“It is well known that there is often a limited correlation between patient symptomatology and its clinical manifestations. The categorisation of dry

eye is also complicated by the fact that the condition typically involves multiple components, such as the tear film, the eyelids, the lacrimal gland, accessory tear glands, the corneal surface and the conjunctival surface.

“As yet, there is also not one single clinical diagnostic test that can be used to definitively diagnose dry eye disease and assess or monitor its severity with treatment. In this respect, clinicians often utilise a range of different diagnostic techniques in order to try and obtain a ‘complete clinical picture.’ It is not surprising that different clinicians will have varying preferences for the techniques they adopt as part of a clinical work-up,” she says.

“However,” Dr Downie adds “it is important that clinicians are aware of and evaluate the evidence, as it becomes available, relating to the diagnostic efficacy of these different tests; in doing so, we would expect to observe over time relatively less heterogeneity in these clinical approaches.”

Further Education and Guidelines

The survey showed that optometrists’ knowledge about dry eye and management practices is more often garnered from secondary sources, such as conferences, than primary information sources, such as peer-reviewed journals.

“Less than one quarter of practitioners ranked peer-reviewed journal articles in their selection of the top two influences for their management practices,” said Dr. Downie.

By definition, a peer-reviewed or refereed journal subjects the articles that are submitted for publication for review by experts in the field, who provide a critique and assess its overall suitability for publication. This ‘peer’ scrutiny sets peer-reviewed journals apart from other forms of press. Common examples in the optometric and ophthalmologic professions include Clinical and Experimental Optometry and Optometry
and Vision Science
.

According to Dr. Downie, an evidence-based approach to clinical care requires an understanding of the nature of research ‘evidence’ and, in particular, how ‘hierarchies of evidence’ are relevant to clinical decision making.

“There are established hierarchies or levels of evidence, such as those provided by the National Health and Medical Research Council in Australia, that describe the degree to which bias has been eliminated from a clinical study. It is important for optometrists to base their clinical practices upon a rigorous and critical interpretation of the best available evidence.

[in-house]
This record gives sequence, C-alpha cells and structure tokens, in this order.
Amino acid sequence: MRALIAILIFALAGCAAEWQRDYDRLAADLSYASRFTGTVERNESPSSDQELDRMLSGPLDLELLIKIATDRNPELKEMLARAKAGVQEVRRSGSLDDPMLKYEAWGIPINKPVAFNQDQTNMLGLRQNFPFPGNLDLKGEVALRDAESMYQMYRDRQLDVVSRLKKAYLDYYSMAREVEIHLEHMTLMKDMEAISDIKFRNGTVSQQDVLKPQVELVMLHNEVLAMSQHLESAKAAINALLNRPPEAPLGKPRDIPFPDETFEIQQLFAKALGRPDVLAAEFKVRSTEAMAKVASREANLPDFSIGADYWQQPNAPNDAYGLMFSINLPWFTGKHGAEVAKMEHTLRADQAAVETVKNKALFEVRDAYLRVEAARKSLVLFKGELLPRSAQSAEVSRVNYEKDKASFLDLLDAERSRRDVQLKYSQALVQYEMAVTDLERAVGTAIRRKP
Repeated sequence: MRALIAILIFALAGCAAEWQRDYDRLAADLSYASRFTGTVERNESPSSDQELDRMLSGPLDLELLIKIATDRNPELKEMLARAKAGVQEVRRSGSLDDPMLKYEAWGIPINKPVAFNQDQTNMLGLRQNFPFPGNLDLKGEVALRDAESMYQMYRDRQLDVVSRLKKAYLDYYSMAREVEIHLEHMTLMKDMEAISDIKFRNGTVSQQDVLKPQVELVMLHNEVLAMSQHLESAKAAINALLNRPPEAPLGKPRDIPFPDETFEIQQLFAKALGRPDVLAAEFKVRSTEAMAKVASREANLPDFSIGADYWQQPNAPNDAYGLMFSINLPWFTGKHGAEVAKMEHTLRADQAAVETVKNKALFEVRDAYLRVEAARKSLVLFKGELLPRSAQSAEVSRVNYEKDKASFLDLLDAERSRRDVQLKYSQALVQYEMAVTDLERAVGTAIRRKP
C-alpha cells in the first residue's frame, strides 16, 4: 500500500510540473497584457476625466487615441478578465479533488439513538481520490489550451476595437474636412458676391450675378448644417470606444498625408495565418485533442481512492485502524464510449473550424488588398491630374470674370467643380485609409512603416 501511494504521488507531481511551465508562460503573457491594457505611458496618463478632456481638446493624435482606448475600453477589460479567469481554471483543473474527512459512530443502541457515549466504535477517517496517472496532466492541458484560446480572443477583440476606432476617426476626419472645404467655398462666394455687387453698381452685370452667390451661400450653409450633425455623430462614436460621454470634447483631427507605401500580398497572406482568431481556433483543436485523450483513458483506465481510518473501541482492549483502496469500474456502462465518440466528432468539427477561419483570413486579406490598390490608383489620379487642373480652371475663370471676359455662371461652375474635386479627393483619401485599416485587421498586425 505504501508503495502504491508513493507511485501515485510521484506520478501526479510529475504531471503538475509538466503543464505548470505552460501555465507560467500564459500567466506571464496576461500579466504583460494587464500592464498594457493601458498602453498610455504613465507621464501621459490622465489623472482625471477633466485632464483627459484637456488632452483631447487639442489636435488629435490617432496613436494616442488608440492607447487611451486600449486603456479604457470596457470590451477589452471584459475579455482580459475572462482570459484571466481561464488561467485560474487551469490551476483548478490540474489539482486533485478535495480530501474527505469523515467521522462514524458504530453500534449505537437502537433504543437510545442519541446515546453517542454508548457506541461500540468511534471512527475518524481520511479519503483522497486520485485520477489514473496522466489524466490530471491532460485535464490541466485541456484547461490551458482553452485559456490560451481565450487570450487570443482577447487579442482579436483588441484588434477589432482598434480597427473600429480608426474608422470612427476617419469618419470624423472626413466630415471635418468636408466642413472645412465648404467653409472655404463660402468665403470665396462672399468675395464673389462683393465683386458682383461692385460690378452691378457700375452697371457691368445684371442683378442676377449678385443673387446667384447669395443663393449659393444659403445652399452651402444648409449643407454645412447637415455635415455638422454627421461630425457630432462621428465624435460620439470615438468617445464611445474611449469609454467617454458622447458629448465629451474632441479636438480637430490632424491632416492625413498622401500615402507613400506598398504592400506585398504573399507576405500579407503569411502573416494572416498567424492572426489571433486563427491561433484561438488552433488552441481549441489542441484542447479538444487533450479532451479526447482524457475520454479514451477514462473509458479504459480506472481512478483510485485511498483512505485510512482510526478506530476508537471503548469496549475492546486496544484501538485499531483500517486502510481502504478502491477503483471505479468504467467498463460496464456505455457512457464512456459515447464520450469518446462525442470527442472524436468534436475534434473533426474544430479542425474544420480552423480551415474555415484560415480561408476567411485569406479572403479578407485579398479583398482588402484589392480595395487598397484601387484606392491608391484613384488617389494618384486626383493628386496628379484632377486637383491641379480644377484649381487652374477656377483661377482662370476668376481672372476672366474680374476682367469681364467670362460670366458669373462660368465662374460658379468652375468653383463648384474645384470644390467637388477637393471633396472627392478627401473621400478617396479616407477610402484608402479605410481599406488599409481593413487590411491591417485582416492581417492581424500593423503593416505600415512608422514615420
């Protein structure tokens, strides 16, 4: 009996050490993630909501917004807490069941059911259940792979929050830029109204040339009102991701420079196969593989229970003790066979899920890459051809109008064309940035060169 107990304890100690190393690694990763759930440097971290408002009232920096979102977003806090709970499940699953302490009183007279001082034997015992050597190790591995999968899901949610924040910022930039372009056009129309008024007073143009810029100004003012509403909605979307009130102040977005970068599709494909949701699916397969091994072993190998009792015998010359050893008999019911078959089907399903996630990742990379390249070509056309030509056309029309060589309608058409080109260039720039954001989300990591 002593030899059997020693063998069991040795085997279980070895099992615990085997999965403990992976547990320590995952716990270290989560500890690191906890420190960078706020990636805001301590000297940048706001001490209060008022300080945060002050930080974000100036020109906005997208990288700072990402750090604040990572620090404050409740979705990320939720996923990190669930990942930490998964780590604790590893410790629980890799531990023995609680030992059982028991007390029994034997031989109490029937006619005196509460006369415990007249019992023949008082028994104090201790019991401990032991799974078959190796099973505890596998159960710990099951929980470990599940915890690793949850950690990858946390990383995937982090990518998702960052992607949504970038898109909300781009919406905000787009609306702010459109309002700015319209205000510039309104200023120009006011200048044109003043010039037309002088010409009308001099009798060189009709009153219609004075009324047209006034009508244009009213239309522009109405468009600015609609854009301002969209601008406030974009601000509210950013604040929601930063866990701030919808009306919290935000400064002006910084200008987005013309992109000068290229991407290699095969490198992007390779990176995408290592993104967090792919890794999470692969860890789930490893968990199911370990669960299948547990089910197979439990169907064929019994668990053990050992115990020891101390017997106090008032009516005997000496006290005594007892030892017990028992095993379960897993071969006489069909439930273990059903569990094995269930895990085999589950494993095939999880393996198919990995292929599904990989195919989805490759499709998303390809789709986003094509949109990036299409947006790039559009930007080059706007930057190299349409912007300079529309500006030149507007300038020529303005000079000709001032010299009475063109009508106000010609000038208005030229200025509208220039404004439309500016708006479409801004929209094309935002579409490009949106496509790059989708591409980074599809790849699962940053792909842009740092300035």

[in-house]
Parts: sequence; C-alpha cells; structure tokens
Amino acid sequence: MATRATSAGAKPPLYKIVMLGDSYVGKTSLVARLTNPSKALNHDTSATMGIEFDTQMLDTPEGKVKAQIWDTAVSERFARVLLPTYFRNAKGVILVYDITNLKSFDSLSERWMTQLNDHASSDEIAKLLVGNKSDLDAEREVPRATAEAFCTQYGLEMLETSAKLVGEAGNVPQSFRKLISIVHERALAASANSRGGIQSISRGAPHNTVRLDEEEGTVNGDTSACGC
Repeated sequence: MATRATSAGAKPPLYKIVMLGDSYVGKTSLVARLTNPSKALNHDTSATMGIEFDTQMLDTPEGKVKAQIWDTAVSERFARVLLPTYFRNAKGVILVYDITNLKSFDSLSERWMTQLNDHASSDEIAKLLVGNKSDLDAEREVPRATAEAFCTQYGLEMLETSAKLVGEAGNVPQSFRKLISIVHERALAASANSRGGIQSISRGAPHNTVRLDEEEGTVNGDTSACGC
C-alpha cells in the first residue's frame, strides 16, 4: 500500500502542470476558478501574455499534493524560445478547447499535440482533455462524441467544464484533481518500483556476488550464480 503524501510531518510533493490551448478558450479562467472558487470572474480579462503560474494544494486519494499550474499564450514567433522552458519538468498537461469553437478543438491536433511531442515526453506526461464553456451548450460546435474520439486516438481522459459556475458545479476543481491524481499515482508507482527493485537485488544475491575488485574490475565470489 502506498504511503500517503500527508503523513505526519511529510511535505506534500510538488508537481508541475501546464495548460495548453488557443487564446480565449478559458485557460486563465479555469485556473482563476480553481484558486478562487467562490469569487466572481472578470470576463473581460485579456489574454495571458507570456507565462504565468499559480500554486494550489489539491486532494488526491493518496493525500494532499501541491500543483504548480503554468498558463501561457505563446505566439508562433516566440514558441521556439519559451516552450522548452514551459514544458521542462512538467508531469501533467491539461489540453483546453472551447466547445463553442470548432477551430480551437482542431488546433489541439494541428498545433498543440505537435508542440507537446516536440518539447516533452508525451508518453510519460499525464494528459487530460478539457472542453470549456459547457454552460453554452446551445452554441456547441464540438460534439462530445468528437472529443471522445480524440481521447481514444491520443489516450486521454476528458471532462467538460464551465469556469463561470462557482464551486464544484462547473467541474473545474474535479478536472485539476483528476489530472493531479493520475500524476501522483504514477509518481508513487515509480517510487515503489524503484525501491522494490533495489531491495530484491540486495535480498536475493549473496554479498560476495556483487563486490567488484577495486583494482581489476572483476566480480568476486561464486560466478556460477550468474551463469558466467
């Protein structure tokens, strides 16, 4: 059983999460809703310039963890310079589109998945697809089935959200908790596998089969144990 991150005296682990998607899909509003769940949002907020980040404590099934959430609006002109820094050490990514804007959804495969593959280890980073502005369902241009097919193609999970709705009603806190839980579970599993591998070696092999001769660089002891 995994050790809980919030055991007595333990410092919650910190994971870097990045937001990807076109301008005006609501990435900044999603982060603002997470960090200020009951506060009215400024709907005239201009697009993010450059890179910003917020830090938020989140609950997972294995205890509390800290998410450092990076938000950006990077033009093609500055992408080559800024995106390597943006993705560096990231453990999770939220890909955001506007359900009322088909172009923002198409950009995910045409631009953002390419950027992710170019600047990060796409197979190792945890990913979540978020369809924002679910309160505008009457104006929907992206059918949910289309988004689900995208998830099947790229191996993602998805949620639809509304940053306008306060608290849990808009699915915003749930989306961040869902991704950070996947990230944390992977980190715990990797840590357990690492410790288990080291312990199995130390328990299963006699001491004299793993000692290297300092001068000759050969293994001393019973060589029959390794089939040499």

One of the best approaches is the consideration of a systematic review of the literature, such as those provided by the Cochrane Collaboration database. These reviews systematically locate, appraise and synthesise all relevant evidence relating to a particular clinical question; using this approach, bias is minimised and apparently contradictory findings from different studies are often resolved.”

Speaking with mivision about her approach in treating dry eye, Sydney-based optometrist Chantelle Sayegh, said that having assessed the patient using TBUT and meibomian gland function she advises them to go on non-preserved tear supplements (usually Systane ultra) and to use a gel at night.

“If their dry eye is due to meibomian gland dysfunction then I will usually recommend lid scrubs, warm compressors and, more recently, Systane balance or unpreserved ocular lubricants.”

Ms. Sayegh believes when it comes to diagnosing and managing the condition “there isn’t a one-size fits all model.

“However, I do believe we need further training and a guideline for treatment as dry eye is a growing problem among patients,” she adds.

Workshops Planned

Dr. Downie believes that there is the potential to upskill clinicians in evidence-based practice, as it applies both to dry eye disease and more broadly to clinical practice, through the development of didactic and workshop-based sessions that review both fundamental skills and techniques that are essential to the delivery of evidence-based care; such programs have been shown to have a beneficial impact on professional practice and patient outcomes.

“At a more fundamental level, our research highlights that there is the potential to improve the adoption of evidence-based practice in optometric clinical settings.”

Laura Macfarlane is a trained ophthalmic nurse, professional journalist and member of the Australasian Medical Writers’ Association.

Evidence Based Workshops

Dr. Laura Downie and Associate Professor Peter Keller will conduct workshops on evidence-based practice for Victorian optometrists on Tuesday 20 May (with a repeat on Wednesday 21 May). The workshops will cover ‘Hot Topics in Optometry’ and the management of clinical case scenarios, including the management of dry eye disease. For information contact Laura Downie on [email protected].